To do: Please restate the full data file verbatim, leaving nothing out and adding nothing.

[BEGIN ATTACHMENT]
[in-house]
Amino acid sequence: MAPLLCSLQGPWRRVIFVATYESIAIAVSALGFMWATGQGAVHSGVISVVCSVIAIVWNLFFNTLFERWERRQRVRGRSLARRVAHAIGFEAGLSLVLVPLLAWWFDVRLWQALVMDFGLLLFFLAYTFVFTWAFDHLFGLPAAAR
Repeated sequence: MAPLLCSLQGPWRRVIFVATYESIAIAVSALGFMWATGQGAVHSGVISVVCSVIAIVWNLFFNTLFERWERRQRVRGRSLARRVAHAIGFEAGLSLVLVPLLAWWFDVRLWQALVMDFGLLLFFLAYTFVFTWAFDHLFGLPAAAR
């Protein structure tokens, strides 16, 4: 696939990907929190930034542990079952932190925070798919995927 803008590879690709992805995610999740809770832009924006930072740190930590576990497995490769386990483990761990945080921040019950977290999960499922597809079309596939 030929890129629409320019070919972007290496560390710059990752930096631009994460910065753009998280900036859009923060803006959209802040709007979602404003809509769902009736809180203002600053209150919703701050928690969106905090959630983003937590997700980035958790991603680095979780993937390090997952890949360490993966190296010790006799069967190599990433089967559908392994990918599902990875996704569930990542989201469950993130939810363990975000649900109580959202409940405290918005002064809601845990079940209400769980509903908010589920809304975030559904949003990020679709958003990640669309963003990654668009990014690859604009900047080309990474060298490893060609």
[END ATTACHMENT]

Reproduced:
[in-house]
Amino acid sequence: MAPLLCSLQGPWRRVIFVATYESIAIAVSALGFMWATGQGAVHSGVISVVCSVIAIVWNLFFNTLFERWERRQRVRGRSLARRVAHAIGFEAGLSLVLVPLLAWWFDVRLWQALVMDFGLLLFFLAYTFVFTWAFDHLFGLPAAAR
Repeated sequence: MAPLLCSLQGPWRRVIFVATYESIAIAVSALGFMWATGQGAVHSGVISVVCSVIAIVWNLFFNTLFERWERRQRVRGRSLARRVAHAIGFEAGLSLVLVPLLAWWFDVRLWQALVMDFGLLLFFLAYTFVFTWAFDHLFGLPAAAR
């Protein structure tokens, strides 16, 4: 696939990907929190930034542990079952932190925070798919995927 803008590879690709992805995610999740809770832009924006930072740190930590576990497995490769386990483990761990945080921040019950977290999960499922597809079309596939 030929890129629409320019070919972007290496560390710059990752930096631009994460910065753009998280900036859009923060803006959209802040709007979602404003809509769902009736809180203002600053209150919703701050928690969106905090959630983003937590997700980035958790991603680095979780993937390090997952890949360490993966190296010790006799069967190599990433089967559908392994990918599902990875996704569930990542989201469950993130939810363990975000649900109580959202409940405290918005002064809601845990079940209400769980509903908010589920809304975030559904949003990020679709958003990640669309963003990654668009990014690859604009900047080309990474060298490893060609």